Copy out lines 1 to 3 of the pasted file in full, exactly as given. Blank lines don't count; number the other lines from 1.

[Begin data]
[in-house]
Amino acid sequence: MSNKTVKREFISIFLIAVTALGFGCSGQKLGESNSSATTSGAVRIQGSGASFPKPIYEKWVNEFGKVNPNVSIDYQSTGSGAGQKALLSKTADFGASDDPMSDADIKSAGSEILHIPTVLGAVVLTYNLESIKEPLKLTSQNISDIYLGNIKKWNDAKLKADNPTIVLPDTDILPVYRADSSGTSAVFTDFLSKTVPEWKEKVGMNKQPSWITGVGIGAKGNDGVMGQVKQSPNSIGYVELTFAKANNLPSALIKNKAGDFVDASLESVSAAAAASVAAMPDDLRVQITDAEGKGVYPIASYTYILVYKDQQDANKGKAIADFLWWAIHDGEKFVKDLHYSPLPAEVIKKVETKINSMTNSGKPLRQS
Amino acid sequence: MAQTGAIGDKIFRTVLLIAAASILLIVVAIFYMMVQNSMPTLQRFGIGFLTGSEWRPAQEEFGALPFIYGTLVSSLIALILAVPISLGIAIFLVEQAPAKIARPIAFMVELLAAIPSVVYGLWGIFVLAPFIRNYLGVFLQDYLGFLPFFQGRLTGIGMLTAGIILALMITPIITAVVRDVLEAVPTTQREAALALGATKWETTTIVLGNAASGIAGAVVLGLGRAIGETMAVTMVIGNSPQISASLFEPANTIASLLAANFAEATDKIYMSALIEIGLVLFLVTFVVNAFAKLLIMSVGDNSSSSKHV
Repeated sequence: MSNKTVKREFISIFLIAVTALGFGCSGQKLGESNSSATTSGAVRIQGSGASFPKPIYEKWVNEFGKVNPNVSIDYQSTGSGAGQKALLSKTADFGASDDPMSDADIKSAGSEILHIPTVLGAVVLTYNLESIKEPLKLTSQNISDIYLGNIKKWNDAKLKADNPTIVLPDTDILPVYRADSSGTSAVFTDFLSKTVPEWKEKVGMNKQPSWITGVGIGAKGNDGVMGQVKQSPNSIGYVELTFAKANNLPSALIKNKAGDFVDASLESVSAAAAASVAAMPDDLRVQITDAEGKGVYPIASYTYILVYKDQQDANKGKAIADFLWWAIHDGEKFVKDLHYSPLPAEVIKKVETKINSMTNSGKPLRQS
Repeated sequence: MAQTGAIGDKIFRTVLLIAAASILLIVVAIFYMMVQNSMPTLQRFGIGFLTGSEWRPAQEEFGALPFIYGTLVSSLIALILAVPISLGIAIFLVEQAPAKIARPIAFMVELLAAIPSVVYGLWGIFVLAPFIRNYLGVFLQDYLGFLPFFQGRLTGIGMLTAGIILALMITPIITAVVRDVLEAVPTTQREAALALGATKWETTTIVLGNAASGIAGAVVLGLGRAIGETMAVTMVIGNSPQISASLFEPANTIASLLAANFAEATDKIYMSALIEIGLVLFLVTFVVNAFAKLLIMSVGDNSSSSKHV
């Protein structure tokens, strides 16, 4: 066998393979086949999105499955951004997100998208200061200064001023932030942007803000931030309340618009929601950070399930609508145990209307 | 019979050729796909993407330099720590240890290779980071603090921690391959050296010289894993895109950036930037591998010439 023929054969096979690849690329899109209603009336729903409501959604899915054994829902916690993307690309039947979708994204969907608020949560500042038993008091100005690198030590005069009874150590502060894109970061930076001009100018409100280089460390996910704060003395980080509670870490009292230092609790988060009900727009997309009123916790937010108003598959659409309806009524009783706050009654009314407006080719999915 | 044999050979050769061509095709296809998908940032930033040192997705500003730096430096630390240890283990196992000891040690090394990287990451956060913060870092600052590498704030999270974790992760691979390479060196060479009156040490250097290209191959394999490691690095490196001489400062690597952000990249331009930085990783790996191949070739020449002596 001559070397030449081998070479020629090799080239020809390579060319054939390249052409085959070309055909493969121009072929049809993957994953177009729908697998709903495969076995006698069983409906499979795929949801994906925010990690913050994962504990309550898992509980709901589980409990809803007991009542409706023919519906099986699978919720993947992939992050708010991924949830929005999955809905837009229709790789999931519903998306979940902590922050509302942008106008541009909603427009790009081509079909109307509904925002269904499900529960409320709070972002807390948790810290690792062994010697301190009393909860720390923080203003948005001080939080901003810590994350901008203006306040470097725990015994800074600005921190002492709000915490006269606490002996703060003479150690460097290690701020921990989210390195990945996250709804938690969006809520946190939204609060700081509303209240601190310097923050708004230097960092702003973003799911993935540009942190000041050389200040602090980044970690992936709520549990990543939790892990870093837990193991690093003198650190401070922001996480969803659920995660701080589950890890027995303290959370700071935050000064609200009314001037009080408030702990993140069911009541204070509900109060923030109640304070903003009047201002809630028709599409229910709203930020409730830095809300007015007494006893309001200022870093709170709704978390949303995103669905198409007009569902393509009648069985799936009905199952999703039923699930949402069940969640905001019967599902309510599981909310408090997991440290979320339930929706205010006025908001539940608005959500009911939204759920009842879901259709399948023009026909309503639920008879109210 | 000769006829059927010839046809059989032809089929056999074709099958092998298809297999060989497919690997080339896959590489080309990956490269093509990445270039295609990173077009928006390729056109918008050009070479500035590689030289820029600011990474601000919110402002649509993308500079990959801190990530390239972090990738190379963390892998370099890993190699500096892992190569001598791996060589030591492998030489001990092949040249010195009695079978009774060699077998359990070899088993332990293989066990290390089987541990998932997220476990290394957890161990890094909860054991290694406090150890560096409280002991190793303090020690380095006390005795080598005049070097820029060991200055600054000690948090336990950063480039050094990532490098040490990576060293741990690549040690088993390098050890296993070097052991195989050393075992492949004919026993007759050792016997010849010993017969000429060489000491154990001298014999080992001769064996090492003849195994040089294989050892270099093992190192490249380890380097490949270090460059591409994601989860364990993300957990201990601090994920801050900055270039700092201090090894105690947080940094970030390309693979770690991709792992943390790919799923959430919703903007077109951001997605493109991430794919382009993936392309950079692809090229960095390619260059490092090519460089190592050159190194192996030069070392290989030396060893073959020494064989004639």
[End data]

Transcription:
[in-house]
Amino acid sequence: MSNKTVKREFISIFLIAVTALGFGCSGQKLGESNSSATTSGAVRIQGSGASFPKPIYEKWVNEFGKVNPNVSIDYQSTGSGAGQKALLSKTADFGASDDPMSDADIKSAGSEILHIPTVLGAVVLTYNLESIKEPLKLTSQNISDIYLGNIKKWNDAKLKADNPTIVLPDTDILPVYRADSSGTSAVFTDFLSKTVPEWKEKVGMNKQPSWITGVGIGAKGNDGVMGQVKQSPNSIGYVELTFAKANNLPSALIKNKAGDFVDASLESVSAAAAASVAAMPDDLRVQITDAEGKGVYPIASYTYILVYKDQQDANKGKAIADFLWWAIHDGEKFVKDLHYSPLPAEVIKKVETKINSMTNSGKPLRQS
Amino acid sequence: MAQTGAIGDKIFRTVLLIAAASILLIVVAIFYMMVQNSMPTLQRFGIGFLTGSEWRPAQEEFGALPFIYGTLVSSLIALILAVPISLGIAIFLVEQAPAKIARPIAFMVELLAAIPSVVYGLWGIFVLAPFIRNYLGVFLQDYLGFLPFFQGRLTGIGMLTAGIILALMITPIITAVVRDVLEAVPTTQREAALALGATKWETTTIVLGNAASGIAGAVVLGLGRAIGETMAVTMVIGNSPQISASLFEPANTIASLLAANFAEATDKIYMSALIEIGLVLFLVTFVVNAFAKLLIMSVGDNSSSSKHV